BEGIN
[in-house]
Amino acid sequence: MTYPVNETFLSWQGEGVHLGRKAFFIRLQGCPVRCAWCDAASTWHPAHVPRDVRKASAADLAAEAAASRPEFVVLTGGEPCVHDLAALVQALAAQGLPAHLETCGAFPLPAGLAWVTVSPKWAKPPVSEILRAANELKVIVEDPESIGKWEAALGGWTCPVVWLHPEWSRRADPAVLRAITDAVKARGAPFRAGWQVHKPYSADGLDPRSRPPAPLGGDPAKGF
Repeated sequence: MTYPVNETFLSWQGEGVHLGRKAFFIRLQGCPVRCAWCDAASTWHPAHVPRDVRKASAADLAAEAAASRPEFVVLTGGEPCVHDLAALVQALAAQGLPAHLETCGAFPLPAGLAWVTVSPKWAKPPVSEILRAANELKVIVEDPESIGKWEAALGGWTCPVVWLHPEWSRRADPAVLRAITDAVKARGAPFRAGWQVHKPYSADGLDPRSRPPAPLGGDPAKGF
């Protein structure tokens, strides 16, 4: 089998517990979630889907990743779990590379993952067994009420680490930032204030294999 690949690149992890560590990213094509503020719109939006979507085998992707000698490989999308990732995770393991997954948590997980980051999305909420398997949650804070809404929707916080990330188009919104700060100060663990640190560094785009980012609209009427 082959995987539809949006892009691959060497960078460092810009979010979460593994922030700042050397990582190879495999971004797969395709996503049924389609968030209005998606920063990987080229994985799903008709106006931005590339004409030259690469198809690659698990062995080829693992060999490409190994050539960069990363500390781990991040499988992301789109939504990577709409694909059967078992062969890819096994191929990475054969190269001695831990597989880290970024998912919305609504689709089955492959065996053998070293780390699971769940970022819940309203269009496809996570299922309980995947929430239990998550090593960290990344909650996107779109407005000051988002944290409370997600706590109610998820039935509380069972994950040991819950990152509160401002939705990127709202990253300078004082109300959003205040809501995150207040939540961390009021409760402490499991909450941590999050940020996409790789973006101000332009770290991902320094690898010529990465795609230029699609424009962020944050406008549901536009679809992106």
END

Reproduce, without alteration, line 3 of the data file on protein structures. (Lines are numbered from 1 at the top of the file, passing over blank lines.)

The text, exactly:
Repeated sequence: MTYPVNETFLSWQGEGVHLGRKAFFIRLQGCPVRCAWCDAASTWHPAHVPRDVRKASAADLAAEAAASRPEFVVLTGGEPCVHDLAALVQALAAQGLPAHLETCGAFPLPAGLAWVTVSPKWAKPPVSEILRAANELKVIVEDPESIGKWEAALGGWTCPVVWLHPEWSRRADPAVLRAITDAVKARGAPFRAGWQVHKPYSADGLDPRSRPPAPLGGDPAKGF